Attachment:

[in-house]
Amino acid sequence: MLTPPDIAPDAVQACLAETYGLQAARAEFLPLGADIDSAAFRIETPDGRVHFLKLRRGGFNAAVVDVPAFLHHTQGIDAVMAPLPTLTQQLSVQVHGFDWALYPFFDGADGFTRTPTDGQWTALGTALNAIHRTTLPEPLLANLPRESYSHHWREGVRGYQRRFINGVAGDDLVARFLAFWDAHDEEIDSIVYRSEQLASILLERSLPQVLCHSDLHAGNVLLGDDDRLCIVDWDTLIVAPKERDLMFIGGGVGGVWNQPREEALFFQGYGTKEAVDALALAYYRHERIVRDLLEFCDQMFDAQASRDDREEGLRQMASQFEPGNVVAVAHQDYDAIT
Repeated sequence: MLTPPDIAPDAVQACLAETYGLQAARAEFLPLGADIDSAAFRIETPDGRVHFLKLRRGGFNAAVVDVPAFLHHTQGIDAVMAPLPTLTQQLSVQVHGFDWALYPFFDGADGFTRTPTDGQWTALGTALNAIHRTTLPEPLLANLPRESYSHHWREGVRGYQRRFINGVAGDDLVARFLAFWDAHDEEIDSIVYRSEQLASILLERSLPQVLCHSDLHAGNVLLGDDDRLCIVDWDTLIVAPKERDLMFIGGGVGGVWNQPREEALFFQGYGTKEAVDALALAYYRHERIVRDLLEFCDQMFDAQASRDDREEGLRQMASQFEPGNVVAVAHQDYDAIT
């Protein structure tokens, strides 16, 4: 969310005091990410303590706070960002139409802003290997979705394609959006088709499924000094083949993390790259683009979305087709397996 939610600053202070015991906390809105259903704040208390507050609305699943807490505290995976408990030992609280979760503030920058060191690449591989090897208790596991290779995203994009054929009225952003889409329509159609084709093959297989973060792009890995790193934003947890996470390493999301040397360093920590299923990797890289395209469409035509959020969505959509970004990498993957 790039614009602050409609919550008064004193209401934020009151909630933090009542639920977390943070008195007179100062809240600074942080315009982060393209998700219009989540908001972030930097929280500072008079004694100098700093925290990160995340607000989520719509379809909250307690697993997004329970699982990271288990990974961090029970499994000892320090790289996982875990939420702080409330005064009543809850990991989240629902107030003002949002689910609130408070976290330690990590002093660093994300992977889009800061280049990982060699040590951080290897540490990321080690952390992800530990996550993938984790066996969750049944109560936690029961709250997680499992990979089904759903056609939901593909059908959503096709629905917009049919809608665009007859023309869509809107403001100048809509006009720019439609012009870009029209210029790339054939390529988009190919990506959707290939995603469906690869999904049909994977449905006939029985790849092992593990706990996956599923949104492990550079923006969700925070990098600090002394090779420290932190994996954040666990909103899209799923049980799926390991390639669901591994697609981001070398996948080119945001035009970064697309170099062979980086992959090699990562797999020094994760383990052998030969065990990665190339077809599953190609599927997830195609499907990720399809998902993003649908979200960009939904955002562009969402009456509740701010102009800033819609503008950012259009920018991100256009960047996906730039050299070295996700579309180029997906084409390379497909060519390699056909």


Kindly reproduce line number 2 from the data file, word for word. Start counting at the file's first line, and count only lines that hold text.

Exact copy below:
Amino acid sequence: MLTPPDIAPDAVQACLAETYGLQAARAEFLPLGADIDSAAFRIETPDGRVHFLKLRRGGFNAAVVDVPAFLHHTQGIDAVMAPLPTLTQQLSVQVHGFDWALYPFFDGADGFTRTPTDGQWTALGTALNAIHRTTLPEPLLANLPRESYSHHWREGVRGYQRRFINGVAGDDLVARFLAFWDAHDEEIDSIVYRSEQLASILLERSLPQVLCHSDLHAGNVLLGDDDRLCIVDWDTLIVAPKERDLMFIGGGVGGVWNQPREEALFFQGYGTKEAVDALALAYYRHERIVRDLLEFCDQMFDAQASRDDREEGLRQMASQFEPGNVVAVAHQDYDAIT